Mohammed Azim, an auto-driver in Ayodhya, still recalls the frightening night of December 6, 1992, when he along with a group of other Muslim residents of the temple town had taken shelter in the farm fields fearing for their lives.
Azim, who was just 20 then, said, "An army of 'karsewaks', in a grip of frenzy, had brought down Babri Masjid, triggering unrest and panic. We were so terrified, we did not know what to do."
The 46-year-old, now a father of four, feels upset that Ram Temple issue was again being raked up by some politicians and the Sangh Parivar, threatening the "fragile peaceful atmosphere" of Ayodhya, whose residents are still trying to come to terms with the tragedy 26 years later.
"Every year around this time, we fight those emotions. We have tried to put the past behind us, but the tragic memories just refuse to go away. And, with all the noise around the temple issue in Ayodhya and elsewhere, it has opened our wounds again," he rued.
Azim says the fateful night still flashes before his eyes. He says it was a Hindu family who gave him shelter when "the two communities were baying for each others' blood".
"We were panic-stricken, so a group of us in our neighbourhood ran outside the town and into the farm fields to hide from a frenzied mob running amok in the streets," he told PTI.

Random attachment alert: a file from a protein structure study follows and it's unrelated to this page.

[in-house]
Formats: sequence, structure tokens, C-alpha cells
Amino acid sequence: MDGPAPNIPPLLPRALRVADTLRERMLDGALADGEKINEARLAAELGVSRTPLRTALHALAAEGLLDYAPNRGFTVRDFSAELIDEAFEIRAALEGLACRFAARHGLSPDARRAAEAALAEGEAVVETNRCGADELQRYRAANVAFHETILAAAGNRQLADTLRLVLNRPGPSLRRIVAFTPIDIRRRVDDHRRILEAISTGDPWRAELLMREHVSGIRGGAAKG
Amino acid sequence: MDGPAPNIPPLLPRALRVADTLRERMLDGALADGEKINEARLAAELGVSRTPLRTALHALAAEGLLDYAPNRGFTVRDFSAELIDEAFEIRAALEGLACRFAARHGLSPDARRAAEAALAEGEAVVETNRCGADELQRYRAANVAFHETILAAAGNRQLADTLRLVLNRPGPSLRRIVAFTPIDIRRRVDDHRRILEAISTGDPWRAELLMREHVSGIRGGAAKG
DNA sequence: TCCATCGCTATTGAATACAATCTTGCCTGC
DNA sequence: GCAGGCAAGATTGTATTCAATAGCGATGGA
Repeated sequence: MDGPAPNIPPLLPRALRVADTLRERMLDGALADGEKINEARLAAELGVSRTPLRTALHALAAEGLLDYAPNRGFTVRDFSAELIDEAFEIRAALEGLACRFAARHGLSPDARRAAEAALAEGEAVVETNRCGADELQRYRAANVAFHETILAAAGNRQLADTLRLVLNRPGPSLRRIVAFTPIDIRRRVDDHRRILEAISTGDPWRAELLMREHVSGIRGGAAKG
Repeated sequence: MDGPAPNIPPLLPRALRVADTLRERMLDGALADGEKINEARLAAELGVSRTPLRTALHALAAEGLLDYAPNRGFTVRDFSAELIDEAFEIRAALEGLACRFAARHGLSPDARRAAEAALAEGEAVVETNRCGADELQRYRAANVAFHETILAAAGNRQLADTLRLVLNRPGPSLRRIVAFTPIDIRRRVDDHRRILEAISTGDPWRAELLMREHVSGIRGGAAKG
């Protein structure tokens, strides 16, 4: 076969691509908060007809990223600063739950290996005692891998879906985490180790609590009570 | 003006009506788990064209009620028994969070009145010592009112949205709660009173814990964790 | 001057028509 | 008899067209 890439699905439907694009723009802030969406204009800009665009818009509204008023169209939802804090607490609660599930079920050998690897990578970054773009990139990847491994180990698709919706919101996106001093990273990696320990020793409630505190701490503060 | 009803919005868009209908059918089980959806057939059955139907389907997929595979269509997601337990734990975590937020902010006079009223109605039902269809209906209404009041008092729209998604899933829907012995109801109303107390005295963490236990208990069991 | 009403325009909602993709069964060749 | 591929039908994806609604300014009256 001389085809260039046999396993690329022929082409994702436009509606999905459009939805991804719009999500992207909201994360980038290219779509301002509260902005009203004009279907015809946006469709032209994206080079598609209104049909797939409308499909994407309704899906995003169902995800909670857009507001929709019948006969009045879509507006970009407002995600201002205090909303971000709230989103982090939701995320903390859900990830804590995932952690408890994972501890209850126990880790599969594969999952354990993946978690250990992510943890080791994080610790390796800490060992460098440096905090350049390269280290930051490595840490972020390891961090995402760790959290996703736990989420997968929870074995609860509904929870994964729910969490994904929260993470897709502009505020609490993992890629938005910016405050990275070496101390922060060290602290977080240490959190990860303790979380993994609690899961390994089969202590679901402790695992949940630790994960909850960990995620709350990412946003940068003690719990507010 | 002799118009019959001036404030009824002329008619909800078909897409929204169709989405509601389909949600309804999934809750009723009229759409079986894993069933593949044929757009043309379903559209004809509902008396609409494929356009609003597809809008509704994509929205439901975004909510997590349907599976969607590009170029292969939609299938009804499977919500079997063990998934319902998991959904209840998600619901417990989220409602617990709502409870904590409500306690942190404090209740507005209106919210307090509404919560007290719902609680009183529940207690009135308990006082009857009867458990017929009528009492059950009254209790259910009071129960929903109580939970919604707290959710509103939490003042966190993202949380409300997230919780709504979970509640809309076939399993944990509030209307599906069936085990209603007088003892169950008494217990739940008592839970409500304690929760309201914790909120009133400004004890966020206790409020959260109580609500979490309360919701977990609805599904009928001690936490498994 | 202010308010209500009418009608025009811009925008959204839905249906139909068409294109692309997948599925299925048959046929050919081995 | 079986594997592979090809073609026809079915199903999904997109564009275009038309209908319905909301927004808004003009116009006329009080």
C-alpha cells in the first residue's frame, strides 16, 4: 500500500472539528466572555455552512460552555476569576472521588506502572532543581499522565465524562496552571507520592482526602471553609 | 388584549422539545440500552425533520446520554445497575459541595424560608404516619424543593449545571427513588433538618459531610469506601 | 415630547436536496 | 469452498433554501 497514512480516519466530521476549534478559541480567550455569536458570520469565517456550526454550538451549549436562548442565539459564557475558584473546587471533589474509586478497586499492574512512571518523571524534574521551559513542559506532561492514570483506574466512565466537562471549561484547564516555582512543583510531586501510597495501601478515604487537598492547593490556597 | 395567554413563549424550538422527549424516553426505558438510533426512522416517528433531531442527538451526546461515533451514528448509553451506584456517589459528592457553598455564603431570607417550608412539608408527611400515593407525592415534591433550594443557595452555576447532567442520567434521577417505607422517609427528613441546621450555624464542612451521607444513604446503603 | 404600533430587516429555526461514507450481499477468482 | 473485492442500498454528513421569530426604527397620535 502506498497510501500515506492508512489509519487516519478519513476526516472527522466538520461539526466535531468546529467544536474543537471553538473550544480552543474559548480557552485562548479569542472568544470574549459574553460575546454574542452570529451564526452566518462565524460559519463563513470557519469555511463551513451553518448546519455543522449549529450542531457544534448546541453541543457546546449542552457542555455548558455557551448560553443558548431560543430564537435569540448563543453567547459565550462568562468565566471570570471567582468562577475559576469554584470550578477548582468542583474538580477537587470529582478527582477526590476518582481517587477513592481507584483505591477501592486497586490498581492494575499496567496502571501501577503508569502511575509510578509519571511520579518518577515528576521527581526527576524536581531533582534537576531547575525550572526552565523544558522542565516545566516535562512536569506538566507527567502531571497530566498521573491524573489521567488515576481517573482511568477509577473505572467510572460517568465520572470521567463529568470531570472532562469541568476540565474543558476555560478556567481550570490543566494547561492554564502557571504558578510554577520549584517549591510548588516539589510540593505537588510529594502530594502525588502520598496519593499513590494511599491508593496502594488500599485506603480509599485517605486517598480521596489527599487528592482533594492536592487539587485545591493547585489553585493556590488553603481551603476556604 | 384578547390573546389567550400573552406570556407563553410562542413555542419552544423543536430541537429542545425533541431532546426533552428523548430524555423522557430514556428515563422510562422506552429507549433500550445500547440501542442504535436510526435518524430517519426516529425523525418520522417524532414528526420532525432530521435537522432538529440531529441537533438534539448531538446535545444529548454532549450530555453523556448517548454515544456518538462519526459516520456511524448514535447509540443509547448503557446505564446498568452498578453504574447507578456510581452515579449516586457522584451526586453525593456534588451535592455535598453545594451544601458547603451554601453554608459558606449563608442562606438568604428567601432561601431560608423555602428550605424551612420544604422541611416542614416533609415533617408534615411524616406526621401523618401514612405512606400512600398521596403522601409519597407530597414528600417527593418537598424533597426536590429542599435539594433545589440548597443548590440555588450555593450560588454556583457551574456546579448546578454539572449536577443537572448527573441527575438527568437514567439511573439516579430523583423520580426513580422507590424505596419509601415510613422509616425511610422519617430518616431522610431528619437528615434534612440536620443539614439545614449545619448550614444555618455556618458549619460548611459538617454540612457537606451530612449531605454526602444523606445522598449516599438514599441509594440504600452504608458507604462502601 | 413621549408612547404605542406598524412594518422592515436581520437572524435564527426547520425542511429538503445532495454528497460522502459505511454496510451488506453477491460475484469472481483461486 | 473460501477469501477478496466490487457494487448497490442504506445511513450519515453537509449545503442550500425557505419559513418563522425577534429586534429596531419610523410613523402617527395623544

"We spent almost the entire night in the fields. It was a cold and painful night, I will never forget it. At the crack of dawn, we knocked on the door of a Thakur family, who knew me, and he sheltered us for a few days," he recalled as tears welled up in his eyes.
Azim, Singh and many other residents of the holy town reckon that Hindu and Muslim communities have lived here in peace for ages, and even after the tragedy, no one wants any fresh political trigger for disharmony.
Activist Shabnam Hashmi said Ayodhya has always been a place of ancient culture and communal harmony and alleged that its syncretic nature was "hijacked" in 1992, and the "city is still paying the price".
Hashmi said in 1993, Delhi-based SAHMAT had organised a meticulous exhibition -- Hum Sab Ayodhya -- documenting the history, heritage, geography and culture of Ayodhya, accompanied by cultural programmes in various cities across India.
In August 1993, Muktnaad, a mushaira was held in Faizabad and Muktnaad in Ayodhya, a unique, night-long cultural performance on the banks of Saryu at Ram Ki Paidi, where some of the noted artists performed.
"The events were to let people achieve catharsis. It was the first event held in Ayodhya after the violence. It was the 'breaking of the ice', but it was not easy putting it together and had to run from Faizabad to Lucknow for permission," Hashmi said.
"The anniversary, every year brings back the tragic memories. Politicians should let people's wounds heal and not reopen them to suit their agenda," she said